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Sovereign debt yields of zero and even negative is increasingly becoming the norm with between 25 percent and 35 percent of the world’s sovereign or individual country debt already negative, for the first time in history.

Ten-Year Treasury Yield of one percent now possibility

Low support for 10-Year Treasury Yield is leading to a possible downside of one percent or lower.

There is currently little support for 10-Yield Treasury Yield until the previous low made in 2016 is reached at 1.46 and given time further downside to 1.00 percent or lower now becomes a real possibility. The November 2018 high was 3.24 percent. 

10-Year U.S. Treasury Yield: August 9, 2019 close 1.74, down .12 on the week or 6.45 percent, Charts A1 to A4.

The U.S. Federal Reserve is on course to lower the Fed Rate, from today’s 2.25 percent, by possibly: First, another ¼ percent to ½ percent in September 2019; Second, another ¼ percent before the end 2019; and Third, likely another ½ percent or more in 2020. 

The “Trade Wars,” or the realignment of fiscal, monetary and trade policy between the U.S. and China, is the headline focus, but reality is our collective global trading partners are taking their sovereign debt (government debt) yields or interest rates lower. Sovereign debt yields of zero and even negative is increasingly becoming the norm with between 25 percent and 35 percent of the world’s sovereign or individual country debt already negative, for the first time in history. 

U.S. Dollar Index: The U.S. Dollar Index lost 0.54 percent the week of August 5, 2019, down 0.53 to close at 97.32. There are dollar bulls and bears each with strong well thought out convictions. One major argument for the dollar bears lies with the anticipated lowering of the Fed Rate at the September Federal Reserve FOMC meeting. Until that time the US Dollar is likely to move sideways, Charts A5 to A8.

A lower dollar would be supportive of current U.S. economic activity and global economies in general, especially those economies having dollar dominated debt. A lower dollar may also be supportive of a number of building global asset bubbles. 

Currency manipulation has and will continue to exist. It exists because global debts burden on global economic growth requires ongoing intervention by the World’s collective governments and central banks to maintain global economic momentum at a level that will sustain global growth and avoid a significant economic downturn. 

$WTIC Light Crude Oil: Prices Trading in a Range. August 9, 2019 close $54.50 per barrel, down $1.16 per barrel or 2.08 percent for the week. Present trading range $50.66 to $56.48 per barrel, Charts B6 to B9. Geopolitical uncertainties and political dynamics, coupled with possible supply disruptions make this market unpredictable for the world’s most talented analysts, so be highly respectful of price action. Do not try to outthink this market, just follow the price action.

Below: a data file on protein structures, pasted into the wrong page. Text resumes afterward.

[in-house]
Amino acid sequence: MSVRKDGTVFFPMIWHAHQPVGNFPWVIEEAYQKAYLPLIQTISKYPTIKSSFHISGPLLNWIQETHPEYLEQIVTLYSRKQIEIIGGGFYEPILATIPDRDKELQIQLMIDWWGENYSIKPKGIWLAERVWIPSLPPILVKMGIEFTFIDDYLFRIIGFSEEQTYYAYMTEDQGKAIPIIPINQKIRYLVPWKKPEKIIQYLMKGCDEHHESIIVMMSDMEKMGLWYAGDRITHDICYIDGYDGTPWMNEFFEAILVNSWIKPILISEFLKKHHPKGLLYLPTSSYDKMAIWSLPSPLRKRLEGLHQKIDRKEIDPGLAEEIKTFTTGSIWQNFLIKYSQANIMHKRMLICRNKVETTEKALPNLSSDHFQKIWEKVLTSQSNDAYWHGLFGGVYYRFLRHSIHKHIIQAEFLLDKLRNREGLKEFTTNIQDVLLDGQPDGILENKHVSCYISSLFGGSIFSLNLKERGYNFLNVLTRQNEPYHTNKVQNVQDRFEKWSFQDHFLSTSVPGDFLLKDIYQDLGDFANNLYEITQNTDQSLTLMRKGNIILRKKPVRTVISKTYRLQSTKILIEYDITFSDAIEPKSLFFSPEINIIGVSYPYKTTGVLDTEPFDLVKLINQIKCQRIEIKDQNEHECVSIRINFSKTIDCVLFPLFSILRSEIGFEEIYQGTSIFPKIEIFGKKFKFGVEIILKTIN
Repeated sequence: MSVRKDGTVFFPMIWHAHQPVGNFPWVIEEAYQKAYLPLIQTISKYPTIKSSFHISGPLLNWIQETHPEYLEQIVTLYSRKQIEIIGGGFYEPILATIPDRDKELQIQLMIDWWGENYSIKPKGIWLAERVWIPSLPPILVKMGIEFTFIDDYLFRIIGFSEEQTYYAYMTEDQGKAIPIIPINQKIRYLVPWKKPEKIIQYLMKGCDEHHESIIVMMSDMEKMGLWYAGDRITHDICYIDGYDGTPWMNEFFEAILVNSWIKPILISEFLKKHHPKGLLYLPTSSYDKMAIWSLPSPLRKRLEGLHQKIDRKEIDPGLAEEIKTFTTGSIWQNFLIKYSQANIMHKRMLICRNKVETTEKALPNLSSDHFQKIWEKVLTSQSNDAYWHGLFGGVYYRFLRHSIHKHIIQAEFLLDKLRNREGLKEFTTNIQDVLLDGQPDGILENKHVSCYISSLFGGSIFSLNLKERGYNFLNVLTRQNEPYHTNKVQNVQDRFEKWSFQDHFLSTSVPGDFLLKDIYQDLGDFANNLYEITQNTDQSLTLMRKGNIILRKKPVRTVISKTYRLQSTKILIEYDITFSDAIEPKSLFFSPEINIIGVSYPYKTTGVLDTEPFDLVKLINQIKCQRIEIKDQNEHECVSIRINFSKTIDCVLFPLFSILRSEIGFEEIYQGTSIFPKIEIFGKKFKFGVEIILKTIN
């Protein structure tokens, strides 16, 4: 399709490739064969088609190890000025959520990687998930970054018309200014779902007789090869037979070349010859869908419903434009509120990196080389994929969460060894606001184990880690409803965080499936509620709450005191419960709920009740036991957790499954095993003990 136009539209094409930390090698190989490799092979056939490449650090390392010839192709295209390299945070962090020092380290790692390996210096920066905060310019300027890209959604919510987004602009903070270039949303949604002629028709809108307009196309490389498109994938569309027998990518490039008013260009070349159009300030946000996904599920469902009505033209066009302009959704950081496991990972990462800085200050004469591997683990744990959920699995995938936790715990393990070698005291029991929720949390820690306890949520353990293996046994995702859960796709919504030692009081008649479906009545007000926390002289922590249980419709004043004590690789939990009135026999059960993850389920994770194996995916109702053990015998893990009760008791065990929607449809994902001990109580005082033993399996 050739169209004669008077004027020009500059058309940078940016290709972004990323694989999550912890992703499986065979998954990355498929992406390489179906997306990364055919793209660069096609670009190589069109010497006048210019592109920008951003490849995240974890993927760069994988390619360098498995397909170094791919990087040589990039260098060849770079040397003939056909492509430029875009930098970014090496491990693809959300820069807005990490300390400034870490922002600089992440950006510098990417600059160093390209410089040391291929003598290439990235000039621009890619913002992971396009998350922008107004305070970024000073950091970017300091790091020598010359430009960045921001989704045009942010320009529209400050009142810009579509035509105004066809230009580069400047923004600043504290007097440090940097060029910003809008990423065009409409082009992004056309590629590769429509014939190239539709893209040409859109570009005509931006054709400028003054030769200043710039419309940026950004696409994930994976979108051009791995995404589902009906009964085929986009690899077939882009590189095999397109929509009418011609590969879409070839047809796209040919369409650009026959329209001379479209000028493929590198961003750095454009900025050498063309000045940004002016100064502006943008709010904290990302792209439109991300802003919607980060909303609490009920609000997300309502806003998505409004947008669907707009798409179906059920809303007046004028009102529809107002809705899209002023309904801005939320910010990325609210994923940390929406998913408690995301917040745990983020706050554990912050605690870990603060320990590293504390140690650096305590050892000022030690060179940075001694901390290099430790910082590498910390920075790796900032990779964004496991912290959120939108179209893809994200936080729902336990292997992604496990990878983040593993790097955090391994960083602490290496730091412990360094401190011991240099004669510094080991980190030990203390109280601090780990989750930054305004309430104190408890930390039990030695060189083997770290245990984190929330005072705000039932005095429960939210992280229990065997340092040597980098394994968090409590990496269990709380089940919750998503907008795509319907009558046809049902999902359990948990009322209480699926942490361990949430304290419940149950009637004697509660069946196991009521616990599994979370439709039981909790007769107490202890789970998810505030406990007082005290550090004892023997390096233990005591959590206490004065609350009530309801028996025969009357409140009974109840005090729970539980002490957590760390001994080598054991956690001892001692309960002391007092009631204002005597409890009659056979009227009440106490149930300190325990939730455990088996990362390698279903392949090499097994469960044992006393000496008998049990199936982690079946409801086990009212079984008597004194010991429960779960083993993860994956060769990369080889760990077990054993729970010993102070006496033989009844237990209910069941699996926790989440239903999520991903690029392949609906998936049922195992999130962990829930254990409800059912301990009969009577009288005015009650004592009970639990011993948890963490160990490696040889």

$CRB Index: Sideways with downside bias. August 9, 2019 close 172.09, down 1.26 on the week or 0.73 percent. This index needs to close above 183 to regain a bullish bias. The index remains extremely weak.   

The $CRB Index is weak for three reasons. First, global deflationary forces are limiting global growth and demand for commodities; Second, many of the world’s commodities remain surplus burdened; Third, the ongoing global realignment of the world’s currency, bond, equity, and commodity markets is presently limiting commodity demand by limiting global growth; therefore, there simply remain limitations to this index’s near term upside, unless oil prices regain an upward advance, Charts B1 to B5.

Rice, Soybeans, Corn, Wheat and Cotton Outlook: I will publish my market outlook for rice, grains and cotton after USDA releases their August 12, 2019 supply and demand estimates. 

U.S. and Global Equities: Most U.S. and global equity markets are facing some strong near-term headwinds and I need additional in-depth analysis this week before redefining their trading ranges.

No Crystal Ball

Since no one has a crystal ball or knows the future always consult an investment professional or professionals before making investment decisions. The world’s most talented speculators, investors and money managers are challenged by today’s global business environment.   

Robert Coats, Ph.D., Economist, Arkansas Department of Agriculture, 1 Natural Resources Drive, Little Rock, Arkansas robert.coats@agriculture.arkansas.gov | Farm Press Publications

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